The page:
Weekly Update 12/21/2018: The Grinch Who Stole Christmas, the Chairman Powell Story

Weekly Update 12/21/2018: The Grinch Who Stole Christmas, the Chairman Powell Story

by Zach Marsh on Dec 21, 2018

Weekly Recap                                                                        

S&P 500                -7.07%

10 Year Treasury   +0.85%

Gold                      1.43%

Volatility              +38.4%


Weekly Update: The Grinch Who Stole Christmas, the Chairman Powell Story

Last week we discussed the importance of this week’s Federal Reserve announcement on interest rate policy. On Wednesday we got the announcement, and while the Fed did not fail to deliver on the drama, it did fail to deliver.  In what can be described as one of the most contentious years in Washington, Chairman Powell decided it was his turn to get involved.  And while this week, former National Security Advisor, General Michael Flynn was called a traitor by the judge presiding over his sentencing; a strong case could be made that Chairman Powell the one guiltier of treason.  Ok, maybe just dereliction of duty. 

For only the third time since 1980 the Federal Reserve raised interest rates at a time when the stock market was down over the most recent 3, 6, and 12 month periods.  In 1980, Chairman Paul Volker raised rates during a period of negative stock market returns, but inflation was north of 10%--today our inflation rate is hovering near 2%.  Powell raised rates despite the fact that, in his own words, “Inflation has continued to surprise to the downside.”  Needless to say the market was less than thrilled with his actions.  From the time of his announcement, at 1pm Wednesday, until the close of business today, the S&P 500 has fallen nearly 6%.  The market reaction to Powell’s decision exposed the real culprit behind the market sell off which began on October 3rd; more than trade policy, the cause of the current market turmoil is the persistence of the US central bank to continue raising interest rates. 

The Chairman has refused to pause his rate hiking crusade long enough to see what the overall economic impact of his previous 8 hikes will be.  He speaks of the strength of the US economy as an outlier of economic strength around the world yet fails to take note that the worst performing domestic stock markets this year are the small capitalization indices.  Small companies, contrary to large multi-nationals, are more reliant on a strong domestic market to drive growth.  Additionally, small cap stocks carry more debt, and are thus more exposed to higher borrowing costs.  Stock markets, while not perfect predictors, are forward looking.  The 25.5% decline in the Russell 2000 Small-Cap Index since August is certainly a canary in the coal mine that Powell should consider.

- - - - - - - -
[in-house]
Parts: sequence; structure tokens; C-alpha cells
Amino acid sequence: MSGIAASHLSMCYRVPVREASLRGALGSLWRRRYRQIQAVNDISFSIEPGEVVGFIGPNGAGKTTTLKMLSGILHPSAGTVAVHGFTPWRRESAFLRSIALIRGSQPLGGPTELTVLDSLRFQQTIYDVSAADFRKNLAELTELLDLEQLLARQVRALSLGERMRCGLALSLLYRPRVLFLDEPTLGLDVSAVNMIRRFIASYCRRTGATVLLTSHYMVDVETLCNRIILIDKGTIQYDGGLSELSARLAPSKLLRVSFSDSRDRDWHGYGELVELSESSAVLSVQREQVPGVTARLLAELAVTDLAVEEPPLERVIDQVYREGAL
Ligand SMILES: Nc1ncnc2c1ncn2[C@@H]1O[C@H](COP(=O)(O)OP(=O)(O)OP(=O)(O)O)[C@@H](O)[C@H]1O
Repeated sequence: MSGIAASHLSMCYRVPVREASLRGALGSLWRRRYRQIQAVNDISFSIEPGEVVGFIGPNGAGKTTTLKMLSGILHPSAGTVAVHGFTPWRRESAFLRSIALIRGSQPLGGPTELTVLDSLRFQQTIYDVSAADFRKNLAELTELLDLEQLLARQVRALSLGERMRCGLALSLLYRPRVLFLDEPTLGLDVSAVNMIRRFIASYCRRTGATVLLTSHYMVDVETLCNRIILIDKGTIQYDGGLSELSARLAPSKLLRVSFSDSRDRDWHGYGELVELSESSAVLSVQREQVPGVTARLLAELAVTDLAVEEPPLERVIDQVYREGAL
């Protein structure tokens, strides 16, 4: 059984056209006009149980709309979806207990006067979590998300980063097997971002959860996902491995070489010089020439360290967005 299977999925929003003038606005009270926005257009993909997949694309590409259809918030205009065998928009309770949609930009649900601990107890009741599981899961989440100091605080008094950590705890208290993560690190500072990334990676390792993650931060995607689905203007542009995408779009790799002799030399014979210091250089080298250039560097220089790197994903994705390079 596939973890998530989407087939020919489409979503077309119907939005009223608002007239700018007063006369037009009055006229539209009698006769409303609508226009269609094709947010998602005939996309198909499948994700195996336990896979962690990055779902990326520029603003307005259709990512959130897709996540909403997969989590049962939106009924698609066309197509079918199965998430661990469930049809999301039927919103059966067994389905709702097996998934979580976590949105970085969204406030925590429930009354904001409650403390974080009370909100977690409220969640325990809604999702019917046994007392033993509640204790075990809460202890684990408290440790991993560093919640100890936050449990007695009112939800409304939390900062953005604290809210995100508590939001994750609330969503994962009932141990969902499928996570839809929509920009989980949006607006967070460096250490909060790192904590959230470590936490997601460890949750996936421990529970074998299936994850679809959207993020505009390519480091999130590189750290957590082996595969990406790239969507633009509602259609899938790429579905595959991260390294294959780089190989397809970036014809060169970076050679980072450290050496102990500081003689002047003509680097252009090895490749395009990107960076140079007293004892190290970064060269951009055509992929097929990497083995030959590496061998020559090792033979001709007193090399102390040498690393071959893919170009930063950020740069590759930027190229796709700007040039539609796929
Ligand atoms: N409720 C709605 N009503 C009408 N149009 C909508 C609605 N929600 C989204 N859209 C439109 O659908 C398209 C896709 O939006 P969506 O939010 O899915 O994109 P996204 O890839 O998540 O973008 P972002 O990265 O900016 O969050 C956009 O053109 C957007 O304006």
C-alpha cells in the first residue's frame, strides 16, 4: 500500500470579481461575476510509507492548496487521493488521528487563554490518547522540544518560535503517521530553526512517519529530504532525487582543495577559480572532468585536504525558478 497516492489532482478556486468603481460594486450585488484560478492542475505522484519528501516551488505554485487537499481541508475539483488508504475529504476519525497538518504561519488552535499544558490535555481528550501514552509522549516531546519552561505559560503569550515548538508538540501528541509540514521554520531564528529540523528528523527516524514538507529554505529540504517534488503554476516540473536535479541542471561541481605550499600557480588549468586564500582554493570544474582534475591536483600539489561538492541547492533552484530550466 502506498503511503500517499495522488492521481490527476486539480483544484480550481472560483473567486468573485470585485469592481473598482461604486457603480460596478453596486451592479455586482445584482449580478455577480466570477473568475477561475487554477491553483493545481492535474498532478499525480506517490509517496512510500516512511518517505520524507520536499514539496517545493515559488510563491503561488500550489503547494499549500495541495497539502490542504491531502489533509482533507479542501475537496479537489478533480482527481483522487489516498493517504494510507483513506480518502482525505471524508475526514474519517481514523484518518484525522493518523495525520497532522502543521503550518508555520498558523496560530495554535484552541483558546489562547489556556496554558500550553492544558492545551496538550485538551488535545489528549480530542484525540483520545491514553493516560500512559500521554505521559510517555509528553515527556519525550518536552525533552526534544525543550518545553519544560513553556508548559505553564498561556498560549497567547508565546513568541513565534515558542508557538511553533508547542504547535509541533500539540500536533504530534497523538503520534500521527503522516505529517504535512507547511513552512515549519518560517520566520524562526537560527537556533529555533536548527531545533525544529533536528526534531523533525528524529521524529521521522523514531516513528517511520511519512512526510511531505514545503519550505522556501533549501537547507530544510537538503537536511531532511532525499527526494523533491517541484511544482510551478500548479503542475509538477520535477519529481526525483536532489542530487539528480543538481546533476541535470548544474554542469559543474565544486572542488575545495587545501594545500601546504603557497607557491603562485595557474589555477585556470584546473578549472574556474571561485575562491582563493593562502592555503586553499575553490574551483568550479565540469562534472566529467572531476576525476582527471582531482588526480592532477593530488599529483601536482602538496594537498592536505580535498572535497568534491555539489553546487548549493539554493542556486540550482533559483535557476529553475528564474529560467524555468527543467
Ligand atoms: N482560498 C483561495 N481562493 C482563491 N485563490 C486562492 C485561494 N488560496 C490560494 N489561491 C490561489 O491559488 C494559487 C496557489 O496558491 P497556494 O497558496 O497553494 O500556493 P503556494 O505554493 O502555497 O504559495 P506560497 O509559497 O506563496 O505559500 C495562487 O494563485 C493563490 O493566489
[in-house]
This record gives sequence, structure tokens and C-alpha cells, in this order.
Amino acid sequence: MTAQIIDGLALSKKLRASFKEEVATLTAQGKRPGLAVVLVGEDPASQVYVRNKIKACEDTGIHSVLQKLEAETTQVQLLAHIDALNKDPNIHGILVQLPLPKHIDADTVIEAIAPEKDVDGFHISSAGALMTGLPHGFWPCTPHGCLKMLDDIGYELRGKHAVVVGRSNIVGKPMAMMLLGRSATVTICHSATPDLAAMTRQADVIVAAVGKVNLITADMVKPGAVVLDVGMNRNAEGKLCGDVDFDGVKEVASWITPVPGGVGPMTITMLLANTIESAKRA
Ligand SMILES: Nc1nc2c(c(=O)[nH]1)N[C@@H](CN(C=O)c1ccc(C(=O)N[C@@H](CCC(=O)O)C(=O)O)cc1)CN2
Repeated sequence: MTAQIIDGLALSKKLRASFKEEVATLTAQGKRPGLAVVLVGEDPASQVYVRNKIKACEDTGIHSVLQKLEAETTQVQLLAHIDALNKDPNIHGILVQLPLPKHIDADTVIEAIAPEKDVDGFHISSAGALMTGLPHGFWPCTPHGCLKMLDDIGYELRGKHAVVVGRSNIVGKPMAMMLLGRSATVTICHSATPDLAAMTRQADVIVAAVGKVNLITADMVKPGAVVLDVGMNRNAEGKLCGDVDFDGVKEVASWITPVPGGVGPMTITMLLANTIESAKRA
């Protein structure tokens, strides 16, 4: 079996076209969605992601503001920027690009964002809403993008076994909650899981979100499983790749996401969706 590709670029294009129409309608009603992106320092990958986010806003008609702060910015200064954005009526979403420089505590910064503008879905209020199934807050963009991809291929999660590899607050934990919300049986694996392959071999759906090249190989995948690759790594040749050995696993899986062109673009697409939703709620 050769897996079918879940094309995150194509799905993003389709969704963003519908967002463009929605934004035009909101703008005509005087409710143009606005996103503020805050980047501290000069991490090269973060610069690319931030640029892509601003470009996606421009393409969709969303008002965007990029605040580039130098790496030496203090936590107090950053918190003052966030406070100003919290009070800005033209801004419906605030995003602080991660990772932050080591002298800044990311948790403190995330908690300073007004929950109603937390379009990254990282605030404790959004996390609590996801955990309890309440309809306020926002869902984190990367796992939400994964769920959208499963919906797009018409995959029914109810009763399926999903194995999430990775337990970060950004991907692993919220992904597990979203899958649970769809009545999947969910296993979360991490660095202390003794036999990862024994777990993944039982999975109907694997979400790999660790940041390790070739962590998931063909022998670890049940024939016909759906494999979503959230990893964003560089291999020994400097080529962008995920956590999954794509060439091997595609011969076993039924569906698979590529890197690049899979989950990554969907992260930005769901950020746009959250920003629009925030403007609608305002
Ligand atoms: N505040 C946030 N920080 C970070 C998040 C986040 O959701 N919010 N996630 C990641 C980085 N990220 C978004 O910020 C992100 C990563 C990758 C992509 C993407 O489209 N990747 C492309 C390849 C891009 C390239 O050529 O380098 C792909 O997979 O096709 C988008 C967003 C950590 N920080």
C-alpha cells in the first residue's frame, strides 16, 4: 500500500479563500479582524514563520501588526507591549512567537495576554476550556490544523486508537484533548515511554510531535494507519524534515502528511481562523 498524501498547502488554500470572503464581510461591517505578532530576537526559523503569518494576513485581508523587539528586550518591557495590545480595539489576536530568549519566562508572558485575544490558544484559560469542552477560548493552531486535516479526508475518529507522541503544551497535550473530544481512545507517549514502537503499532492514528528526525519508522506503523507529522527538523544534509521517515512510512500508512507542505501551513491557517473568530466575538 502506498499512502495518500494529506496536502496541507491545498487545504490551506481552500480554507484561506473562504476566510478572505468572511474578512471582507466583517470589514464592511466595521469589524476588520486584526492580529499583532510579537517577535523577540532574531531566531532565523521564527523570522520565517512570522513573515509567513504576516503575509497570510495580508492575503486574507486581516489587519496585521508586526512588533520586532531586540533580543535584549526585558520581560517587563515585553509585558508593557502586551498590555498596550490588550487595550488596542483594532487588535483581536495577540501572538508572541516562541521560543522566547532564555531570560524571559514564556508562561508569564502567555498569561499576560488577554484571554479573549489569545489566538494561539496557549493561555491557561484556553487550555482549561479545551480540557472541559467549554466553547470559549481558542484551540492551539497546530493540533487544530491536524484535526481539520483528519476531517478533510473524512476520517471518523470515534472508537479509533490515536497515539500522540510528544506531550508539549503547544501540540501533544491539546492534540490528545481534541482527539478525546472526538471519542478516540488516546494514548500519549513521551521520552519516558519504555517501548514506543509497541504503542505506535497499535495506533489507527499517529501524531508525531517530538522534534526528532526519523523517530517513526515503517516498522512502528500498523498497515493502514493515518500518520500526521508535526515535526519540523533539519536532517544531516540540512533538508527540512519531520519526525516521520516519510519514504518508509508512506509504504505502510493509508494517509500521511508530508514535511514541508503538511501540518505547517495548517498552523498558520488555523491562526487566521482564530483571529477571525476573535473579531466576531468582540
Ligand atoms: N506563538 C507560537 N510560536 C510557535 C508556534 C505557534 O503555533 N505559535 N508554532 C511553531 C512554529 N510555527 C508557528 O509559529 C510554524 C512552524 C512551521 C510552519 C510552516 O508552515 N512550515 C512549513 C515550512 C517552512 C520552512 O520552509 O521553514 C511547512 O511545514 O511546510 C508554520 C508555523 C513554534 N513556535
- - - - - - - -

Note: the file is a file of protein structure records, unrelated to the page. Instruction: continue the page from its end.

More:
While some argue that the Fed is not responsible for the stock market--rather its mandate should be the US economy as a whole.  However, if the economy is its mandate, then the rate hike seems even more baffling.  An economy growing at roughly 3%, with inflation around 2%, hardly seems like an economy in the midst of overheating.  More troubling is the fact that only recently have wages begun to creep higher—this, after years of stagnant wage growth.  Raising rates will only serve to stifle that progress in the long run. 

Powell made one thing abundantly clear Wednesday, the market should not rely on the Fed to bail it out anytime soon.  The S&P 500, down nearly 11% this month, is on track for its worst December since inception in 1950.  Only the 6% decline in December 2002 comes anywhere close to equaling this fall.  In addition, the market is also on pace to crack the top 10 in terms of worst months since 1950.  Without a doubt nearly all of this turmoil can be placed at the feet of Chairman Powell.  The Fed likes to believe that it is capable of steering the US economy, bringing it gently in for landing, but more and more we are forced to acknowledge that a toddler has a better chance of landing a 747 than the Fed does of landing the US economy.